While it appears that the use of cell phones leads to more accidents, there are mixed results from studies concerning driver distractions due to cell phone use.
In August 2003, the AAA Foundation for Traffic Safety found that the most potentially dangerous activity while driving was reaching or leaning. Cell phone use placed a distant ninth on the list of distracting activities.
Regardless, there are a growing number of lawsuits involving employer liability for traffic accidents caused by employees talking on cell phones on the job.
Cell phone use risks fall into two categories: claims by third persons and claims by employees. Third-party claims happen when a plaintiff sues both the employee and employer under a theory of respondeat superior.
This means an employer may be indirectly liable if an accident was caused by cell phone use while an employee was acting within the scope of employment. Making a business call or looking for directions to the next appointment are typically considered to be within the scope of employment. Below are two examples of recent third-party claims.
- In 2001, a Miami jury found an Arkansas lumber company liable for more than $20 million in damages after one of its employees struck another car, gravely injuring a passenger. The employee was using his cell phone for a sales call when the accident occurred. The company settled the case for $16.1 million.
- In 1999, a stockbroker in Pennsylvania struck and killed a motorcyclist on his way to a nonbusiness-related event. Although the stockbroker’s employer believed it could defeat the plaintiff’s claim because it fell outside of the scope of employment, the plaintiff also alleged that the firm was itself negligent when it encouraged employees to use cell phones without training them on the potential risks. The employer settled the case for $500,000.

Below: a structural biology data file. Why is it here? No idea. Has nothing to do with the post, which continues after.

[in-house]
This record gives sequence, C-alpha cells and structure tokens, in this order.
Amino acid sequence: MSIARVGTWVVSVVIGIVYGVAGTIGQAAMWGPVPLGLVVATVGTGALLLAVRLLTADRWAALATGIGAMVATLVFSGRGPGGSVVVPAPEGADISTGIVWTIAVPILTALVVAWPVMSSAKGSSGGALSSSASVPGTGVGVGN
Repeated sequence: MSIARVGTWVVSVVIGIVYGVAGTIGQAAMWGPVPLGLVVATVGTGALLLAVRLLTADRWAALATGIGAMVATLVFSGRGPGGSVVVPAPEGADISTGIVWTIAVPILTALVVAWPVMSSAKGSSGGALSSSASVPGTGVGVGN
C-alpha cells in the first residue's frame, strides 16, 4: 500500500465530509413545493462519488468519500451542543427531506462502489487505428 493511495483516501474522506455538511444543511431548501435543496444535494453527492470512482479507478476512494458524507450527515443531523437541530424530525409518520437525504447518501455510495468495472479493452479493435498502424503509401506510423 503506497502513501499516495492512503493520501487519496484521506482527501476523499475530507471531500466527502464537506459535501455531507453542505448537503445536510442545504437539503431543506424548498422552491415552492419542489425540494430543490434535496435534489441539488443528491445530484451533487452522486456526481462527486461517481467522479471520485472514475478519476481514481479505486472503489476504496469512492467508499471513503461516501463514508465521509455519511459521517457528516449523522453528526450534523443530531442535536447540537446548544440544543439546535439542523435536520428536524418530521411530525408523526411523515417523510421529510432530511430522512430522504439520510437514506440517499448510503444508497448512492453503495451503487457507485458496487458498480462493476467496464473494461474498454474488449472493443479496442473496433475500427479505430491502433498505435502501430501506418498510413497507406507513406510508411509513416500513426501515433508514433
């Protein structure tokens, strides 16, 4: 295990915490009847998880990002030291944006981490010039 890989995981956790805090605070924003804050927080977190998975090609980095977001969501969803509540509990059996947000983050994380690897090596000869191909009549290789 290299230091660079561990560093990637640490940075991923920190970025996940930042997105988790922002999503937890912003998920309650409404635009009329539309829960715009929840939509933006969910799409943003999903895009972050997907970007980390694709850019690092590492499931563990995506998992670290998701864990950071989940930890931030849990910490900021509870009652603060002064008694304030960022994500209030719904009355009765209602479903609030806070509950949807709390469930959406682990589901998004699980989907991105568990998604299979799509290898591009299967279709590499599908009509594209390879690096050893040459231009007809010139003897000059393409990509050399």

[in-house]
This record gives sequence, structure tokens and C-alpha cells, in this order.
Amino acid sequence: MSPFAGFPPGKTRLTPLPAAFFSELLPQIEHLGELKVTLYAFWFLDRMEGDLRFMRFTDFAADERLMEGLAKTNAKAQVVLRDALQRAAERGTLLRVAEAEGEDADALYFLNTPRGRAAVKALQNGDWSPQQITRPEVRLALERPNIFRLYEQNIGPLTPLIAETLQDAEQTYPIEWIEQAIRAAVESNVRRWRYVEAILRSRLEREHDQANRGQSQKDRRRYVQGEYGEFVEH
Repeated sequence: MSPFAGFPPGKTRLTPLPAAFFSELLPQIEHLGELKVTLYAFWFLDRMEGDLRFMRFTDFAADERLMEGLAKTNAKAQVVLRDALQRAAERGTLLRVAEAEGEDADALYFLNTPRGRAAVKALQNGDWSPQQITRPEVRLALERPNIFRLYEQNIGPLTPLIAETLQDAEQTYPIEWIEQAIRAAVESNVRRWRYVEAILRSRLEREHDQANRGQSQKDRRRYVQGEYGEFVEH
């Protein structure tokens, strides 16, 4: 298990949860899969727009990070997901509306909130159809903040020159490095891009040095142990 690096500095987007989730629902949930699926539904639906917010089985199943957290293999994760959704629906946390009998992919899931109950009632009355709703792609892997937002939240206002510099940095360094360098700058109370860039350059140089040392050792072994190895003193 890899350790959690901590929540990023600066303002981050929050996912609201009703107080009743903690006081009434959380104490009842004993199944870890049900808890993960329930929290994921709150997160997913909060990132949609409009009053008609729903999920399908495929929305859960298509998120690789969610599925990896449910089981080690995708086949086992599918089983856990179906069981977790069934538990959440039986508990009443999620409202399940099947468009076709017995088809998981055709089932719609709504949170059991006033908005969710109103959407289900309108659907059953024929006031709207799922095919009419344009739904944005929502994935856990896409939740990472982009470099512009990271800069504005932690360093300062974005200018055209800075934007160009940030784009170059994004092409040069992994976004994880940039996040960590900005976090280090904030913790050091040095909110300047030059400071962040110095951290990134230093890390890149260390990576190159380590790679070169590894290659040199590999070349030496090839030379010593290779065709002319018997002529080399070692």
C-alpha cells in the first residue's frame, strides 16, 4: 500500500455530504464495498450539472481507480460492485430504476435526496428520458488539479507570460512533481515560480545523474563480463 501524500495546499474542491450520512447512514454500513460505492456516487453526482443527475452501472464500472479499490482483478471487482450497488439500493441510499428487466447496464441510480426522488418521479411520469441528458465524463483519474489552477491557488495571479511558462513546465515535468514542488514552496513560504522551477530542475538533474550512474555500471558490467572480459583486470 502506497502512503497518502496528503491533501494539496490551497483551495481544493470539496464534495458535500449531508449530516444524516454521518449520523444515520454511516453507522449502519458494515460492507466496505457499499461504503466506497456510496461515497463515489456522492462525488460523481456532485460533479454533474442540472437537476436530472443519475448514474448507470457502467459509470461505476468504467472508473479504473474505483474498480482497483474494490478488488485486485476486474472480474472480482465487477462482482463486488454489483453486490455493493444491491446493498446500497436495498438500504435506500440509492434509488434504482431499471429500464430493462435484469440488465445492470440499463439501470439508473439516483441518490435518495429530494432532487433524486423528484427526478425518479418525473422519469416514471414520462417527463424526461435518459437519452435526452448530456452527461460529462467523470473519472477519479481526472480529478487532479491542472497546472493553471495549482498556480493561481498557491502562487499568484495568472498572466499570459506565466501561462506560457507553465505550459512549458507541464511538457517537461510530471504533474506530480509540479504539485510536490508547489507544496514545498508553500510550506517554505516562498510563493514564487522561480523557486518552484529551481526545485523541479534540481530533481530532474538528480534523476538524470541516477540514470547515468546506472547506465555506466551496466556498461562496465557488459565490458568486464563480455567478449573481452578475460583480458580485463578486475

- In addition to third-party claims resulting from accidents, employers increasingly face claims by employees for health problems allegedly stemming from cell phone use.
Although the science appears contradictory and inconclusive, some contend that the radio frequency radiation emitted during cell phone usage may lead to various forms of brain cancer or other illnesses. Employees who use cell phones while on the job have begun to file workers’ compensation claims and lawsuits based on this theory.
Minimizing employer liability
While there is no guaranteed defense to liability, developing an appropriate employee cell phone use policy, training employees about the dangers of talking on a cell phone while driving and enforcing policies with signed written acknowledgments from employees when they are issued cell phones and related equipment all can help to limit an employer’s potential liability.
Considering that several states currently ban the use of hand-held cell phones while driving, and many states have taken an increasingly active role in addressing the relationship between driver cell phone use and traffic safety, employers should require employees to observe all applicable laws regarding cell phone use while driving.
While state laws do not directly address employer liability, they have the potential to increase employer exposure for cell phone-related accidents.
In addition to updating your company cell phone use policy and training program, employers should also review their insurance policies. Contact your insurance agent to help you assess your company’s risk.
Chad Bilz, CIC, CRM, is one of the 27 employee-owners of Schiff Kriedler-Shell, the Midwest’s leading independent insurance agency. SKS has more than 11 years of experience in business insurance. For a review of your current business insurance program contact Bilz at (513) 977-3100 or email@example.com.